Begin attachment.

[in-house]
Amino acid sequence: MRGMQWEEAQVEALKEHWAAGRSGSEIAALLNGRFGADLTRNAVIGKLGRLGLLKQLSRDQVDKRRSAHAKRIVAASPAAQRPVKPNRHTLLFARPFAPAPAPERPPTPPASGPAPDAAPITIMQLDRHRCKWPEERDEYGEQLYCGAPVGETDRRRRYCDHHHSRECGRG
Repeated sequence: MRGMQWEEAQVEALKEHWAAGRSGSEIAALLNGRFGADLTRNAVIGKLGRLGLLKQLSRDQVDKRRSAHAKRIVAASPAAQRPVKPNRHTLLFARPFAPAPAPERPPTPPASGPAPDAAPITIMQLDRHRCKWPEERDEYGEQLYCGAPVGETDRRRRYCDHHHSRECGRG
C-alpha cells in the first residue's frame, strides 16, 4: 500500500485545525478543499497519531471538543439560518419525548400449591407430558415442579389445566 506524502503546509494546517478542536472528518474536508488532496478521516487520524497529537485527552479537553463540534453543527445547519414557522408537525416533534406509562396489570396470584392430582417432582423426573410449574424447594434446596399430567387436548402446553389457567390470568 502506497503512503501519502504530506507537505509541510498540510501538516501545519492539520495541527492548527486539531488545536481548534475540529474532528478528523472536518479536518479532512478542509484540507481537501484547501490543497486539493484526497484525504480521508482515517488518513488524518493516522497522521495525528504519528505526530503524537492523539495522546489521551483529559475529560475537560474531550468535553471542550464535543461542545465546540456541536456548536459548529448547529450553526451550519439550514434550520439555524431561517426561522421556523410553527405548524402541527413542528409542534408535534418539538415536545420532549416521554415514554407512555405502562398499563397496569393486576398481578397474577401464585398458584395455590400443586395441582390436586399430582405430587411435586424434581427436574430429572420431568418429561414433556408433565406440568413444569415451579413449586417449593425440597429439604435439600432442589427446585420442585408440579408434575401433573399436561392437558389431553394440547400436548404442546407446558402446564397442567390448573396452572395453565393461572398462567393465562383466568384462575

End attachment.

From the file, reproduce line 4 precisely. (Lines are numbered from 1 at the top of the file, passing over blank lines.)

C-alpha cells in the first residue's frame, strides 16, 4: 500500500485545525478543499497519531471538543439560518419525548400449591407430558415442579389445566 506524502503546509494546517478542536472528518474536508488532496478521516487520524497529537485527552479537553463540534453543527445547519414557522408537525416533534406509562396489570396470584392430582417432582423426573410449574424447594434446596399430567387436548402446553389457567390470568 502506497503512503501519502504530506507537505509541510498540510501538516501545519492539520495541527492548527486539531488545536481548534475540529474532528478528523472536518479536518479532512478542509484540507481537501484547501490543497486539493484526497484525504480521508482515517488518513488524518493516522497522521495525528504519528505526530503524537492523539495522546489521551483529559475529560475537560474531550468535553471542550464535543461542545465546540456541536456548536459548529448547529450553526451550519439550514434550520439555524431561517426561522421556523410553527405548524402541527413542528409542534408535534418539538415536545420532549416521554415514554407512555405502562398499563397496569393486576398481578397474577401464585398458584395455590400443586395441582390436586399430582405430587411435586424434581427436574430429572420431568418429561414433556408433565406440568413444569415451579413449586417449593425440597429439604435439600432442589427446585420442585408440579408434575401433573399436561392437558389431553394440547400436548404442546407446558402446564397442567390448573396452572395453565393461572398462567393465562383466568384462575